Violence and injury: During the original lockdown, with alcohol sales restrictions, trauma admissions and motor vehicle injuries were reduced. Subsequently and following the opening of alcohol sales there has been a surge of both intentional and unintentional harm. At the same time, officially reported cases of gender-based violence (GBV) seemed to decrease, the number of GBV distress calls increased from 12,000 to almost 80,000 by week three of the lockdown12, suggesting that women could not access services. A 2014 study estimated that GBV, and in particular violence against women, costs the South African economy a minimum of between R28.4 billion and R42.4 billion per annum, or between 0.9% and 1.3% of gross domestic product (GDP) in the year 2012/201313. A loss of focus on the fight against GBV during the pandemic will be extremely detrimental for women and children.

In Summary:

The COVID-19 pandemic has revealed pre-existing weaknesses in our healthcare system that have been exacerbated. Efficient and equitable allocation of resources are thus critical now more than ever. Unless we prioritise interventions that that are cost-effective and address the major challenges from both the demand side and the supply side, South Africa will experience increased mortality and morbidity from diseases that have been side-lined in favour of COVID-19. This outcome will obliterate hard-won improvements in life expectancy over the past decade, thwarting any chance of South Africa reaching its SDG 2030 targets. To avert this scenario, the ASSAf Standing Committee on Health urges the National Department of Health:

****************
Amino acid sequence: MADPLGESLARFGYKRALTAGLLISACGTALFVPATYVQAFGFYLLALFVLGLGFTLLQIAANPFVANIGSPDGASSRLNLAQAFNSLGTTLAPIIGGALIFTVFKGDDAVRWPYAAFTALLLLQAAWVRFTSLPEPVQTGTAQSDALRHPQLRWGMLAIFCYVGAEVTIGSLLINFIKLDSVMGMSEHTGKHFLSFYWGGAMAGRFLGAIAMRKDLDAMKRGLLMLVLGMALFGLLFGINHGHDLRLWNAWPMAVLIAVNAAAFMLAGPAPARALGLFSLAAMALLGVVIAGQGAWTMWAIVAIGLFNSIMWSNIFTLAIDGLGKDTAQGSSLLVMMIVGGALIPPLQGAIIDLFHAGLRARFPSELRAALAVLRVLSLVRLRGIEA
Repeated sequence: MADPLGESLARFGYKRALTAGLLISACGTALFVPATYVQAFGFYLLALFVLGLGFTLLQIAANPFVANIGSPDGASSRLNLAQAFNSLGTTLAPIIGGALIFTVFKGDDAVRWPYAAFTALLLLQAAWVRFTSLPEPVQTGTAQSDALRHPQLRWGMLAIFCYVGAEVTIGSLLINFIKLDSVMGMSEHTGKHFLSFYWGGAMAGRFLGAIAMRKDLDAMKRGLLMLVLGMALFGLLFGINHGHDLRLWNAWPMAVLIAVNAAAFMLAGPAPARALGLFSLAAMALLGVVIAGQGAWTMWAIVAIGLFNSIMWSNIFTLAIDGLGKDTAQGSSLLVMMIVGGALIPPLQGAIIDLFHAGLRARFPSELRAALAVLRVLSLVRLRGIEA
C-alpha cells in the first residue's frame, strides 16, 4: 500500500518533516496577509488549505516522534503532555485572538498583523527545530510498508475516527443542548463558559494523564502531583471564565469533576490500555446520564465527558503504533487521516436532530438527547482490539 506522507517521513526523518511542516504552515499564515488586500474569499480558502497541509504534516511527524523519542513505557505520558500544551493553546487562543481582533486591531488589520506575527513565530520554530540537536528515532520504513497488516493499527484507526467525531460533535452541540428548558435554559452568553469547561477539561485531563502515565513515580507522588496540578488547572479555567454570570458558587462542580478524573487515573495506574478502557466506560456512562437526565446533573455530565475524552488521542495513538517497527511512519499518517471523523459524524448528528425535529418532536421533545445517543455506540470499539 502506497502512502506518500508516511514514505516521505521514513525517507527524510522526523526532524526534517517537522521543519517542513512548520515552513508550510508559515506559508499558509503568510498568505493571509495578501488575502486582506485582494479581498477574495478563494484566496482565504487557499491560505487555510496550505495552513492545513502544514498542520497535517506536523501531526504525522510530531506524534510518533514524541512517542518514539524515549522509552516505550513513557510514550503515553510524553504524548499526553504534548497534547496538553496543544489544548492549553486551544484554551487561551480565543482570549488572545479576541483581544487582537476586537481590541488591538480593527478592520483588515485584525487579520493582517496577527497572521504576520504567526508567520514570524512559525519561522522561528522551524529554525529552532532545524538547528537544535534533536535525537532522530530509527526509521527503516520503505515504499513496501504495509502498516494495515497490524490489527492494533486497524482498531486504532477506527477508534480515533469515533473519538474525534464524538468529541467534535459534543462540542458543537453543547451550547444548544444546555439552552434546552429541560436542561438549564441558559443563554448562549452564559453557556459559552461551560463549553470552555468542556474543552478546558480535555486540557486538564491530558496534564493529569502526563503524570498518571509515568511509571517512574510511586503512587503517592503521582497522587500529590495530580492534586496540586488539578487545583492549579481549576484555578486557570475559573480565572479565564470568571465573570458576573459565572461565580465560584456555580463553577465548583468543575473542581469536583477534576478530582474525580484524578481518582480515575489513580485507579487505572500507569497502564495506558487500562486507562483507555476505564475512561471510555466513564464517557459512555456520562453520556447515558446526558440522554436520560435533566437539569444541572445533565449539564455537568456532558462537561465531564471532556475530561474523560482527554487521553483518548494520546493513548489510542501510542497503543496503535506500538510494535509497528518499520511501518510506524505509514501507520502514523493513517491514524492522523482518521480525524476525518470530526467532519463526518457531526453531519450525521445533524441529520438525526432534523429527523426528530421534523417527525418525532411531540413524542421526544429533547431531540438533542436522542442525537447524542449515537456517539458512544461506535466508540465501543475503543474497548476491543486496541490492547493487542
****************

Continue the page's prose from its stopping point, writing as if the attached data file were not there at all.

1. to engage a broad-spectrum of stakeholders without delay
  2. to request evidence of the potential trade-offs and the consequent resource implications and
  3. to promote a coordinated and collaborative funded research programme that encompasses multiple disciplines for both understanding the health burden complexity and for breakthrough innovations in public health and healthcare

Authors in alphabetical order (ASSAf Standing Committee on Health Members):Prof John Ataguba, Prof Olalekan Ayo-Yusuf , Prof Minrie Greeff, Prof Karen Hofman, Dr Elizabeth Lutge, Prof Shabir Madhi, Prof Angela Mathee, Prof Neil McKerrow, Prof Mosa Moshabela, Prof Shane Norris, Prof Solomon Rataemane, Prof Steve Reid, Prof Linda Richter, Prof Heidi van Rooyen, and Dr Caradee Wright